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Tuesday, 13 June 2017 13:09

Understanding Islam event held at Columbia Museum

More than 150 people attended "Dinner and Dialogue: Understanding Islam," a presentation by the Columbia Museum of Art that included a panel discussion about the Muslim religion

 

With the Muslim holy month of Ramadan under way, the museum hosted an event called “Dinner and Dialogue: Understanding Islam.” It began with a panel discussion featuring Dr Akif Aydin of the Atlantic Institute Columbia, Imam Omar Shaheed of Columbia’s Masjid as-Salaam, and Dr Noah Gardiner, a University of South Carolina assistant professor of religion specializing in Islamic thought and culture.

“We do not worship Muhammad,” said Shaheed, a former Christian who converted to Islam as an adult. “We worship Allah, the one God, and Allah is the God for all people. We pray like you pray.”

As Imam Omar Shaheed looked out at the 150 people who packed the Columbia Museum of Art’s auditorium Sunday night, he was struck by one thing.

“We’re all different religions, but we have a humanity,” he said. “That’s really standing out.”

Shaheed, imam at Masjid as-Salaam in Columbia, was part of the panel at “Dinner and Dialogue: Understanding Islam.” The discussion that was part of the event answered questions about the tenets of Islam, the most common misconceptions about the religion and the similarities between Islam, Christianity and Judaism.

“Islam is one of the most misunderstood religions in South Carolina – or one of the least understood,” said Akif Aydin, president of the South Carolina-based Atlantic Institute, which seeks to foster interfaith dialogue and promote understanding of different religions.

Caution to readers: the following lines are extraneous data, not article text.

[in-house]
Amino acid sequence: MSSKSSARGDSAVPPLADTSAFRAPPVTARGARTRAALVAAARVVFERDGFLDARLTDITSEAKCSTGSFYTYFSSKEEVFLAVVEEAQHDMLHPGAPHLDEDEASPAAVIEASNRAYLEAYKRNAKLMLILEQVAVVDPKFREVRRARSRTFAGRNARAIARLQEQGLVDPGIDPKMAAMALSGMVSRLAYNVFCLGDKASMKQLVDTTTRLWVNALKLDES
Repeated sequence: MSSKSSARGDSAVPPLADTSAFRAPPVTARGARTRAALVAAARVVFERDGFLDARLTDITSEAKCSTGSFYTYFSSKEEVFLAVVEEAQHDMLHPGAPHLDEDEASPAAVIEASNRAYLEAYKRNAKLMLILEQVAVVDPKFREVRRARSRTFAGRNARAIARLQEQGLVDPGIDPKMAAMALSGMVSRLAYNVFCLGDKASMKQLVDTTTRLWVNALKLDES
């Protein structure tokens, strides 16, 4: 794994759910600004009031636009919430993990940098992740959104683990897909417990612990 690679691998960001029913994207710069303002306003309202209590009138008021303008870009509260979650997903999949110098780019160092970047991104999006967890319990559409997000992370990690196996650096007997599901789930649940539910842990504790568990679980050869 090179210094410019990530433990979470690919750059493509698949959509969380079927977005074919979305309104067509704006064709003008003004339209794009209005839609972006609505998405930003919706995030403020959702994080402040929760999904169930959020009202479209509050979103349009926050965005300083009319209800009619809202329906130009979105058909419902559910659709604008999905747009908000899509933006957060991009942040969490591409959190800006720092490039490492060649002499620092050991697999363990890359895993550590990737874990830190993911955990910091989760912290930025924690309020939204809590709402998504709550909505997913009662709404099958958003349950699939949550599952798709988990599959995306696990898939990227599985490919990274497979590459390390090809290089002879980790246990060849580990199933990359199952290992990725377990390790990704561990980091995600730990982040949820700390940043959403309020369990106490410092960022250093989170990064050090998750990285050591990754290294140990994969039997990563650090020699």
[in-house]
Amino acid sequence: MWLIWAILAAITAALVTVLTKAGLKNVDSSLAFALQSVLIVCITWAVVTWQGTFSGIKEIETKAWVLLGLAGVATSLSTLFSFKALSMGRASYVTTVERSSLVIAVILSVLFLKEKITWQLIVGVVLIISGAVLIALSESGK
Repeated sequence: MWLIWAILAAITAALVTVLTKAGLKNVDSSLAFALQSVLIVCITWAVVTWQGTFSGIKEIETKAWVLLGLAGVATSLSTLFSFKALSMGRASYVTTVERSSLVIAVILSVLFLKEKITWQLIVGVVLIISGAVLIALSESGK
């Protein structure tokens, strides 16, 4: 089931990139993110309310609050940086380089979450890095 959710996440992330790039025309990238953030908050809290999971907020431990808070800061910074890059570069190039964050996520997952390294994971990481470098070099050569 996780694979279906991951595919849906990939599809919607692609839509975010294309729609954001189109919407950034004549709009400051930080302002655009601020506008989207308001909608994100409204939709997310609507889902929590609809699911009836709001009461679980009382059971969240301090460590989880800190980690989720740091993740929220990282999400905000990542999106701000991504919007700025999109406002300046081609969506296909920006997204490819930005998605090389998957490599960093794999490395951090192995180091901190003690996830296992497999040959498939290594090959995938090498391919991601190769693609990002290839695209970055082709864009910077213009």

Aydin said the mention of Islam or Muslims in the United States often connotes imagery of terrorism or radicalism. “Terrorists hijacked the identity of the Muslims,” he said. “They hijacked the identity of Islam.”

Shaheed drew similarities to the ways, he said, the Christian religion was hijacked by the American Christian Knights, a chapter of the Ku Klux Klan. He added that suicide goes against the beliefs of Islam.

Sunday’s event was put on to address misconceptions about the Islamic religion, according to Glenna Barlow, manager of engagement for the museum. A dinner after the discussion included cuisine from around the Islamic world.

“We thought it was important to differentiate between radical Islam and the majority of peaceful, devout Muslims around the world,” she said.
Melissa Chappell and Kristi Meetze came from Newberry County to the event Sunday.

Meetze, 44, was surprised by the similarities between Christianity and Islam, and said events like “Dinner and Dialogue” are important for education.

“To let everybody know that what you see on the news is not the whole story,” she said.

Darul Ihsan Media Desk

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